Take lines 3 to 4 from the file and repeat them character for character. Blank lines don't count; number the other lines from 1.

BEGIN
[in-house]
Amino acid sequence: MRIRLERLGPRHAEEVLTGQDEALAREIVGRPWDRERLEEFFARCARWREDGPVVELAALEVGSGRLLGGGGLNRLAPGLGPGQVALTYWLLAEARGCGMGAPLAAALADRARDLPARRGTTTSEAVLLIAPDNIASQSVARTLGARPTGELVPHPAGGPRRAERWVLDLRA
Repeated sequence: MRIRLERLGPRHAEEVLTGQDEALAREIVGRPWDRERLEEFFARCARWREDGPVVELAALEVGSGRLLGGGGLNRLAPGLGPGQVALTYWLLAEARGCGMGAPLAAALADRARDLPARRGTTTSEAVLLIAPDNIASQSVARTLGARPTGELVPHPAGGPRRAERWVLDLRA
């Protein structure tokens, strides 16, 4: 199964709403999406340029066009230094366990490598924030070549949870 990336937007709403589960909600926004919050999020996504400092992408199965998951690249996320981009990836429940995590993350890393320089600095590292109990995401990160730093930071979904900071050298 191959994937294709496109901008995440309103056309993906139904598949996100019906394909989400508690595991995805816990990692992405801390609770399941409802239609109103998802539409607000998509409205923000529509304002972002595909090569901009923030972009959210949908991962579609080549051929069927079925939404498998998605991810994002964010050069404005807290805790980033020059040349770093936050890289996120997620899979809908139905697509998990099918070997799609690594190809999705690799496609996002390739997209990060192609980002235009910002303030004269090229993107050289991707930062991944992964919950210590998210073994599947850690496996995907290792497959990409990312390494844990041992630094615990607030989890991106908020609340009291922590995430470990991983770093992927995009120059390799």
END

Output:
Repeated sequence: MRIRLERLGPRHAEEVLTGQDEALAREIVGRPWDRERLEEFFARCARWREDGPVVELAALEVGSGRLLGGGGLNRLAPGLGPGQVALTYWLLAEARGCGMGAPLAAALADRARDLPARRGTTTSEAVLLIAPDNIASQSVARTLGARPTGELVPHPAGGPRRAERWVLDLRA
């Protein structure tokens, strides 16, 4: 199964709403999406340029066009230094366990490598924030070549949870 990336937007709403589960909600926004919050999020996504400092992408199965998951690249996320981009990836429940995590993350890393320089600095590292109990995401990160730093930071979904900071050298 191959994937294709496109901008995440309103056309993906139904598949996100019906394909989400508690595991995805816990990692992405801390609770399941409802239609109103998802539409607000998509409205923000529509304002972002595909090569901009923030972009959210949908991962579609080549051929069927079925939404498998998605991810994002964010050069404005807290805790980033020059040349770093936050890289996120997620899979809908139905697509998990099918070997799609690594190809999705690799496609996002390739997209990060192609980002235009910002303030004269090229993107050289991707930062991944992964919950210590998210073994599947850690496996995907290792497959990409990312390494844990041992630094615990607030989890991106908020609340009291922590995430470990991983770093992927995009120059390799």